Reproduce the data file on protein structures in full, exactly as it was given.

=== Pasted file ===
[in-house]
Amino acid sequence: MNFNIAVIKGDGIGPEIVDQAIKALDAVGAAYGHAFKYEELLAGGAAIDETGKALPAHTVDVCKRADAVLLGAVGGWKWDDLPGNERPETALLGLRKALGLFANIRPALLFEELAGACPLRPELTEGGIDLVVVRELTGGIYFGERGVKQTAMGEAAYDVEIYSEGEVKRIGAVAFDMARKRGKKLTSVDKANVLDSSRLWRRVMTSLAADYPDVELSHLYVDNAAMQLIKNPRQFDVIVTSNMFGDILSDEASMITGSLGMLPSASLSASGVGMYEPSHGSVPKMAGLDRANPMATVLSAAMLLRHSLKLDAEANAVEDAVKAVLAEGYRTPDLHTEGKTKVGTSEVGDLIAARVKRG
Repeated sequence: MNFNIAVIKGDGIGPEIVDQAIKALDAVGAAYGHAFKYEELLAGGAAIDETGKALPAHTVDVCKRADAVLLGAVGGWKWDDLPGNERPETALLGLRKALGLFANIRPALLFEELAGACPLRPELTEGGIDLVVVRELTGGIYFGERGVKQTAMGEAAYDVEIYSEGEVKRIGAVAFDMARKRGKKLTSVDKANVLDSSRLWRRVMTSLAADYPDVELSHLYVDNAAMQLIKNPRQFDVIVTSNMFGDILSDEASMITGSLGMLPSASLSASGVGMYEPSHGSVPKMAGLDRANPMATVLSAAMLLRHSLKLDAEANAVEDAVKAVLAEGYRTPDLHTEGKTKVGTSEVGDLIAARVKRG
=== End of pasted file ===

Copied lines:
[in-house]
Amino acid sequence: MNFNIAVIKGDGIGPEIVDQAIKALDAVGAAYGHAFKYEELLAGGAAIDETGKALPAHTVDVCKRADAVLLGAVGGWKWDDLPGNERPETALLGLRKALGLFANIRPALLFEELAGACPLRPELTEGGIDLVVVRELTGGIYFGERGVKQTAMGEAAYDVEIYSEGEVKRIGAVAFDMARKRGKKLTSVDKANVLDSSRLWRRVMTSLAADYPDVELSHLYVDNAAMQLIKNPRQFDVIVTSNMFGDILSDEASMITGSLGMLPSASLSASGVGMYEPSHGSVPKMAGLDRANPMATVLSAAMLLRHSLKLDAEANAVEDAVKAVLAEGYRTPDLHTEGKTKVGTSEVGDLIAARVKRG
Repeated sequence: MNFNIAVIKGDGIGPEIVDQAIKALDAVGAAYGHAFKYEELLAGGAAIDETGKALPAHTVDVCKRADAVLLGAVGGWKWDDLPGNERPETALLGLRKALGLFANIRPALLFEELAGACPLRPELTEGGIDLVVVRELTGGIYFGERGVKQTAMGEAAYDVEIYSEGEVKRIGAVAFDMARKRGKKLTSVDKANVLDSSRLWRRVMTSLAADYPDVELSHLYVDNAAMQLIKNPRQFDVIVTSNMFGDILSDEASMITGSLGMLPSASLSASGVGMYEPSHGSVPKMAGLDRANPMATVLSAAMLLRHSLKLDAEANAVEDAVKAVLAEGYRTPDLHTEGKTKVGTSEVGDLIAARVKRG